BIG BANG’s leader G-Dragon has had much success as a soloist, beginning with ‘Heartbreaker’ back in 2009, ‘One of a Kind’ which was released over a year ago now, and after a very long-lasting and far-reaching solo tour that followed, you might think he would have taken a bit of a break – not so! Here’s a review on G-Dragon‘s second full-length solo album, Coup D’Etat which came in two parts. But does it deliver or disappoint?
1. Coup D’etat [쿠데타; Kudeta] (featuring Diplo and Baauer)
This is the namesake of the album and the first MV release, so you would think that G-Dragon would definitely go all out for it – and he did just that. The video has a very high production value and holds an awful lot of symbolism in its 3-and-a-half minutes. Much of it consists of hailing to fellow YG artists, but there is a lot more to it than just that. It would be foolish to go into it here as I could never do it the justice it deserves, but many of you eagle-eyed fans can probably already appreciate such creativity without my help!
The song itself is has a very slow tempo over a minimalistic electro soundtrack, G-Dragon has quite a droning vocal for the chorus which provides a good contrast to when his rap picks up the pace slightly. However, the entire song is not exactly upbeat at any point, which is quite jarring when you are used to the passion that often goes into much of G-Dragon’s songs. Perhaps he wanted to mirror the act of chanting in order to get the message of a revolution across and get the masses behind him, so to speak.
Something great about GD’s song-writing is his ability to be very clever with words and sayings and to also poke fun at himself. Lines like: “I’m so fresh, so clean, I compete with the laundry house” and “my flow so sick, keeps on going to the intensive care unit” have a really dry humour about them. The general message involves him pushing forth the idea that he is superior to the industry that he works for. Much like what was said in his song “One of a Kind” – he is savvy to how things work and is strong and talented enough to make it work for him.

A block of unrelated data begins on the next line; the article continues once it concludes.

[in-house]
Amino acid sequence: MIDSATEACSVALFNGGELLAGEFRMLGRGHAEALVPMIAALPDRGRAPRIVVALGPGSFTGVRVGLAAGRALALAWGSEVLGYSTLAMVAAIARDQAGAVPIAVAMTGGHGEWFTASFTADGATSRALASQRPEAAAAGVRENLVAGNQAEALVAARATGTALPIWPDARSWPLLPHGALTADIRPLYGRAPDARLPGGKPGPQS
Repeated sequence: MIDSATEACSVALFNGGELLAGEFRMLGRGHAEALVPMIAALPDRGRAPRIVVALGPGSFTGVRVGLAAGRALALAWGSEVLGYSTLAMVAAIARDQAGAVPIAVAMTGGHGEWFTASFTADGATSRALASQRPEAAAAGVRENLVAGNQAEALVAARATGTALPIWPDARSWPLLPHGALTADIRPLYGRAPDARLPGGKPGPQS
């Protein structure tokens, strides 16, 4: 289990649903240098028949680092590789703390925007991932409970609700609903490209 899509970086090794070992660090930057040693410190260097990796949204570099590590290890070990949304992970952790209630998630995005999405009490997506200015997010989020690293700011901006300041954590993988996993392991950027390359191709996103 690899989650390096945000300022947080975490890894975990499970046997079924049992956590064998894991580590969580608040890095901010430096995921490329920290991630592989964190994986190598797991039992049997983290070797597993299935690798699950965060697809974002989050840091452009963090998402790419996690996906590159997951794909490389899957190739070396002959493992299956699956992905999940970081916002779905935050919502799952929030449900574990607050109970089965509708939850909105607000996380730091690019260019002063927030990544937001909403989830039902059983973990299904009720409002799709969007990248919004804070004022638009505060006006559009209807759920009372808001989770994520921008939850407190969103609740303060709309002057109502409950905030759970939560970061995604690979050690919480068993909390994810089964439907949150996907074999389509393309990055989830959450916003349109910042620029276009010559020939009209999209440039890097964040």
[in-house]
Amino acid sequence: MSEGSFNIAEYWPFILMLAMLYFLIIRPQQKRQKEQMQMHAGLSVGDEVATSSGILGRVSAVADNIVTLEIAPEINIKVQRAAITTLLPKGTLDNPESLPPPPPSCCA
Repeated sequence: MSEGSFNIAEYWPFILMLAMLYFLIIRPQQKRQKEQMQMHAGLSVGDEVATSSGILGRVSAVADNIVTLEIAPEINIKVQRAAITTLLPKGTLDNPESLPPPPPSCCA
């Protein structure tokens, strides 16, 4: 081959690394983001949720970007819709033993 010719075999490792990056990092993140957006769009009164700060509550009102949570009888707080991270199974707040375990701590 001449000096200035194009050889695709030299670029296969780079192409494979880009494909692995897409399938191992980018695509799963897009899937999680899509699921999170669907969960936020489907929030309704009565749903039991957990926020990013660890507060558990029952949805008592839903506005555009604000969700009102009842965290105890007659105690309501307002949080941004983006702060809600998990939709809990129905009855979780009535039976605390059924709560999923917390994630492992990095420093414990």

Importantly, the hook-line “This is my Coup D’Etat” suggests that he is talking about a revolution that is personal to him rather than for a whole society. He is, perhaps, asserting that he has what it takes to work and do what needs to be done and doesn’t need anyone around to tell him what to do – separating himself from any company attachment.
2. Niliria (featuring Missy Elliott)
Perhaps I am missing something, but it is still unclear to me what Niliria actually means. That aside, this song is very hip-hop indeed, which is what you might expect from a something featuring one of the queens of the mainstream hip-hop genre. I have actually sensed a slight similarity between a few of GD’s songs and Missy Elliots’ in the past. Both of them have a craziness and often fun takes on what is usually taken as a very serious business by some.
As you might have expected, the lyrics consist of the rappers inflating their egos and talking of how they are better than most in their field. Each of them make quite a few references to each other’s’ past songs which is quite nice to hear. In almost every way this song is a standard rap song with its heavy beat and pretentious lyrics, however it is interesting to see the incorporation of a traditional Korean song in the mix around the start and the end which is an obvious reference to GD’s heritage.
3. R.O.D. (featuring Lydia Paek)
A relationship that has people’s head turning and how the girl and boy play with danger together. Most definitely a Bonnie and Clyde theme. The song starts off with a slight reggae beat and then speeds up when the singing kicks off. Lydia’s parts are all in English which will make sing a long rather easy and the choruses are very catchy I’m guilty of this I won’t lie. Also…that closing guitar riff is too cool.
4. Black (featuring Jennie Kim)